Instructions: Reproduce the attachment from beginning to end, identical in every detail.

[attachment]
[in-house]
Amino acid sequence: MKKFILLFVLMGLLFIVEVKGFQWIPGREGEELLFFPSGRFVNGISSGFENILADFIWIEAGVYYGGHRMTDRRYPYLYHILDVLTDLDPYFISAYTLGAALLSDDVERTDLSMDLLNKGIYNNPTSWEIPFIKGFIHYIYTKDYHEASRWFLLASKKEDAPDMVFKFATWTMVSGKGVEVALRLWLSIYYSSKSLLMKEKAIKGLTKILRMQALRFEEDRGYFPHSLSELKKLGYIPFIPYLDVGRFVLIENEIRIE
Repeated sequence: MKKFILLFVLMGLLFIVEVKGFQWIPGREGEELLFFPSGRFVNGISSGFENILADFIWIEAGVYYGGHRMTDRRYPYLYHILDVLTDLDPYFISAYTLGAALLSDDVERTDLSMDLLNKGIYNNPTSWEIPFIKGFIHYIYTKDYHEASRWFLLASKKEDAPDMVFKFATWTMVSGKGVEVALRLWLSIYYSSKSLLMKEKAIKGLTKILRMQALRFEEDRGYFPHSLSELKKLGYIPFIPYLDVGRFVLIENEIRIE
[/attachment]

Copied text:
[in-house]
Amino acid sequence: MKKFILLFVLMGLLFIVEVKGFQWIPGREGEELLFFPSGRFVNGISSGFENILADFIWIEAGVYYGGHRMTDRRYPYLYHILDVLTDLDPYFISAYTLGAALLSDDVERTDLSMDLLNKGIYNNPTSWEIPFIKGFIHYIYTKDYHEASRWFLLASKKEDAPDMVFKFATWTMVSGKGVEVALRLWLSIYYSSKSLLMKEKAIKGLTKILRMQALRFEEDRGYFPHSLSELKKLGYIPFIPYLDVGRFVLIENEIRIE
Repeated sequence: MKKFILLFVLMGLLFIVEVKGFQWIPGREGEELLFFPSGRFVNGISSGFENILADFIWIEAGVYYGGHRMTDRRYPYLYHILDVLTDLDPYFISAYTLGAALLSDDVERTDLSMDLLNKGIYNNPTSWEIPFIKGFIHYIYTKDYHEASRWFLLASKKEDAPDMVFKFATWTMVSGKGVEVALRLWLSIYYSSKSLLMKEKAIKGLTKILRMQALRFEEDRGYFPHSLSELKKLGYIPFIPYLDVGRFVLIENEIRIE